China's Regional Jet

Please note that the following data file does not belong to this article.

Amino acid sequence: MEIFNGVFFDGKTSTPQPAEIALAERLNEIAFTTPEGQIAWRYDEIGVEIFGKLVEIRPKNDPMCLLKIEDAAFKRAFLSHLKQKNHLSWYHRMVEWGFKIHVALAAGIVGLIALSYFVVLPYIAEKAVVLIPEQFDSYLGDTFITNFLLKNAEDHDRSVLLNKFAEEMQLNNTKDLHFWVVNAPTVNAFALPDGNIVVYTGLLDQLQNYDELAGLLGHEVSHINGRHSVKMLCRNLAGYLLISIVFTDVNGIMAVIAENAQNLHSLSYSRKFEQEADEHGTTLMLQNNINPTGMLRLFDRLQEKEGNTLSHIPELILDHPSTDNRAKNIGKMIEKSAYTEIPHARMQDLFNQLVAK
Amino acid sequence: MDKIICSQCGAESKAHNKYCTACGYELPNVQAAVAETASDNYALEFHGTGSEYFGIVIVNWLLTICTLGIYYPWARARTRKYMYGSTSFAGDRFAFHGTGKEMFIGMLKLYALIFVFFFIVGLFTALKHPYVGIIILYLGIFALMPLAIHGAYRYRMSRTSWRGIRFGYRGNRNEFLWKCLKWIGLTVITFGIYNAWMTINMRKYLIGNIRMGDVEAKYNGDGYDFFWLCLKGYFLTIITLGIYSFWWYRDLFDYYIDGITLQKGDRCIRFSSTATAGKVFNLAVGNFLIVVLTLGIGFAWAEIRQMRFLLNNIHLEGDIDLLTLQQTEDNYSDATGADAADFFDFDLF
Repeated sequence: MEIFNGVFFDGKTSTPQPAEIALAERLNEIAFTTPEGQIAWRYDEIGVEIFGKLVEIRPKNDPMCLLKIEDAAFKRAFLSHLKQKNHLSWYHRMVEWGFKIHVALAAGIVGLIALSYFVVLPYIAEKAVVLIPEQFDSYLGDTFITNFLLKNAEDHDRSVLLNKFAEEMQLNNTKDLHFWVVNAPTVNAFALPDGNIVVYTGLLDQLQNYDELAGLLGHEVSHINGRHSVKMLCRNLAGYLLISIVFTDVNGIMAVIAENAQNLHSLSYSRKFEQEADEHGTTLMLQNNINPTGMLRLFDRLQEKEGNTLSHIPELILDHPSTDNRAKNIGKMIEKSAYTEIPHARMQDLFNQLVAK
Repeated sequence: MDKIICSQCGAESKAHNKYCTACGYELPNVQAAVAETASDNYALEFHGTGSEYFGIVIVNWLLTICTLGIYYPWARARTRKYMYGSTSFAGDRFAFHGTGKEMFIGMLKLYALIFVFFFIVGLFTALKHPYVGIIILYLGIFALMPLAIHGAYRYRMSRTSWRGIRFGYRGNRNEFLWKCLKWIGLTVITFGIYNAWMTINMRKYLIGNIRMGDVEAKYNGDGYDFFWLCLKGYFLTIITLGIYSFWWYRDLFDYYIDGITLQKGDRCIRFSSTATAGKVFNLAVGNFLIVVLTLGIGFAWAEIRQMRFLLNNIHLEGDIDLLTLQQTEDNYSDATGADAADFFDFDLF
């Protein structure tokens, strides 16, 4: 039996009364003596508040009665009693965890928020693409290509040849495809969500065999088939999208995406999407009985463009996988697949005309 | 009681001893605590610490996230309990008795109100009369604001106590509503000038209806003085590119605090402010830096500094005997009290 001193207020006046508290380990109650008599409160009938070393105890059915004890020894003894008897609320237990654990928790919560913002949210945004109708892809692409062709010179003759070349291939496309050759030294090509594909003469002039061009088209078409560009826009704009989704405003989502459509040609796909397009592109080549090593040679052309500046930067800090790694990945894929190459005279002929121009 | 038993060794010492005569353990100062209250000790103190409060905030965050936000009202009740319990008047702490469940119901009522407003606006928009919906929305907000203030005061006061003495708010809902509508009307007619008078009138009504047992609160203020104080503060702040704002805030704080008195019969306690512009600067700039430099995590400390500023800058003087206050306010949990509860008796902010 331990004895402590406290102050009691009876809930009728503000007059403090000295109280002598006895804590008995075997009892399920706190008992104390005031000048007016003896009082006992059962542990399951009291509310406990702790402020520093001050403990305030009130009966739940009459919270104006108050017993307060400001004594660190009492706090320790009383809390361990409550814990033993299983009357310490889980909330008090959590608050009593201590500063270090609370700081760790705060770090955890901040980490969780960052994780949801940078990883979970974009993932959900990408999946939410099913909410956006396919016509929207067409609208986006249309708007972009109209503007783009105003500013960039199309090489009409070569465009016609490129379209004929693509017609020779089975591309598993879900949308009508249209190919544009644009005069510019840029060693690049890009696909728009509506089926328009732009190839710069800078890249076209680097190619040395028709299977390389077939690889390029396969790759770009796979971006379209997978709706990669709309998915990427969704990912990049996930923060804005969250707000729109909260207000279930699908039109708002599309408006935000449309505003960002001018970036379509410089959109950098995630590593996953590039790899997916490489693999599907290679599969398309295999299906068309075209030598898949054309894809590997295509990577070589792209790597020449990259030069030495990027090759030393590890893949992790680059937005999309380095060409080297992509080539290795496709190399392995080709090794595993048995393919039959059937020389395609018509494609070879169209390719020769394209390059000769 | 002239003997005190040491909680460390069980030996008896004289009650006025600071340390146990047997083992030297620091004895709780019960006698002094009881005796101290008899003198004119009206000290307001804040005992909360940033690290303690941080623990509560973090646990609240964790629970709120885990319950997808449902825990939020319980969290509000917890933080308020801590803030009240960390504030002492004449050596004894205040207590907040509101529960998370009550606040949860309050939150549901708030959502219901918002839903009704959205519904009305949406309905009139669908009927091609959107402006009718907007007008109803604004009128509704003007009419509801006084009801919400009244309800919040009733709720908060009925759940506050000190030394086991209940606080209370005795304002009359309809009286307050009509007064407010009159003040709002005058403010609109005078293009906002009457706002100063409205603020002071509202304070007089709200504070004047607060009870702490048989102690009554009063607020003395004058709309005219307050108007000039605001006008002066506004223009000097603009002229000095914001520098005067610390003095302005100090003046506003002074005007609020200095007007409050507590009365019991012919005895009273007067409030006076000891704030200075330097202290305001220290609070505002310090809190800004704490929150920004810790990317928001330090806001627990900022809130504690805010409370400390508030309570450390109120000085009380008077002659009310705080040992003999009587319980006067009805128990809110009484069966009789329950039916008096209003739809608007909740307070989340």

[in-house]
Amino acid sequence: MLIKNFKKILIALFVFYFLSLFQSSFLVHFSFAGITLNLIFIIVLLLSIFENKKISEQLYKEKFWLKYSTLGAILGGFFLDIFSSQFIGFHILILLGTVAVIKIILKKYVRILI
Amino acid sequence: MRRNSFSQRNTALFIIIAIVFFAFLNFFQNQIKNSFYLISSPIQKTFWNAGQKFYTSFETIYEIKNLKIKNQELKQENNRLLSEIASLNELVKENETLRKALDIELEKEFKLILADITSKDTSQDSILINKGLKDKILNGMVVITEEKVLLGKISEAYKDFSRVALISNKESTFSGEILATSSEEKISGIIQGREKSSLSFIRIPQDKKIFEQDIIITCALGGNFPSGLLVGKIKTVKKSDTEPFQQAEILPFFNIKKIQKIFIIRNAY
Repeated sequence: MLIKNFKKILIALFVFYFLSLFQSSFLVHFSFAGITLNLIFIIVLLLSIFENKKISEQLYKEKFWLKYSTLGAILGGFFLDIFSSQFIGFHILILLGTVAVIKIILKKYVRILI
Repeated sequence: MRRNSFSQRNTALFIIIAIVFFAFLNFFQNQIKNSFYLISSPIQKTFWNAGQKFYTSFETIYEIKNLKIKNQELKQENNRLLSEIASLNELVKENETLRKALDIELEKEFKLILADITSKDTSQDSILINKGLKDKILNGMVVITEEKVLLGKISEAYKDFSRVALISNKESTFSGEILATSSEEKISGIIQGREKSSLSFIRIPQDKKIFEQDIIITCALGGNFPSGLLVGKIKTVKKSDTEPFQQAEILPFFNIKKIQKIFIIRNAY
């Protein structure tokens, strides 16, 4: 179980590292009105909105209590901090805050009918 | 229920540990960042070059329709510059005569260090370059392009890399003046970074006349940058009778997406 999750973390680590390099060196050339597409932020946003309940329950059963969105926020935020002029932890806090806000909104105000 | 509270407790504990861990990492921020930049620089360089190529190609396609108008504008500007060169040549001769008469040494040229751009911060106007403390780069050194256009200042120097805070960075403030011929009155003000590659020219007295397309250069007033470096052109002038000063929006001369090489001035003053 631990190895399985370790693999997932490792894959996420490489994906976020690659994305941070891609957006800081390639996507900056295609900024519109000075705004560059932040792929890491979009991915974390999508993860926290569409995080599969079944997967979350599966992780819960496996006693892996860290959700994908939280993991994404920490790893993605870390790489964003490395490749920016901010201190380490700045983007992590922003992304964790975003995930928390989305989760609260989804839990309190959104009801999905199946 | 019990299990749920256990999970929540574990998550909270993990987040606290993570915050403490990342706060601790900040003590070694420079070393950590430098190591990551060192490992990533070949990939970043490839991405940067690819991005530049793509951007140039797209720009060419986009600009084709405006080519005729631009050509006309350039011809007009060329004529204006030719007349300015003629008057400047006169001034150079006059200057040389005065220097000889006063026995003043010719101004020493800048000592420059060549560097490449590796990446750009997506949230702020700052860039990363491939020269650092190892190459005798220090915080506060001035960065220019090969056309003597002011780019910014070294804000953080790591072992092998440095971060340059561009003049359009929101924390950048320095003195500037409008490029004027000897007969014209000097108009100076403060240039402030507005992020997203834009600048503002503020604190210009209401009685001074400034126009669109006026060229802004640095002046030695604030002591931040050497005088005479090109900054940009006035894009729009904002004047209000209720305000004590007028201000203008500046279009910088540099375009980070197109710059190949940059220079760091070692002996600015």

China is entering the burgeoning regional jet market with a 78- to 85-passenger plane and a 98- to 105-seat version that will be 10 percent cheaper than other regional jets, more comfortable and "designed to fly under terrible geographic conditions like high temperatures or plateaus in China's western regions," said Chen Jin, vice general manager of AVIC Commercial Aircraft Co. Ltd. Work started simultaneously at four different locations on the first ARJ21 aircraft last week and the test aircraft should be ready by 2006. First deliveries are expected in 2008. GE is supplying the engines and Rockwell Collins the avionics. The Chinese government put up half the $5 billion yuan in development costs and the company is looking for more investment, something changes in the Chinese attitude toward such things might help out. While the machinery spooled up at AVIC's factories, the Chinese government was announcing future changes that would encourage more private investment in such ventures. The General Administration of Civil Aviation of China will speed up reforms to the regulation of domestic capital in the aviation industry, said Yang Yuanyuan, the organization's director general. It will also be easier for domestic airlines to expand routes and a system will be set up to "review the qualifications of international operators."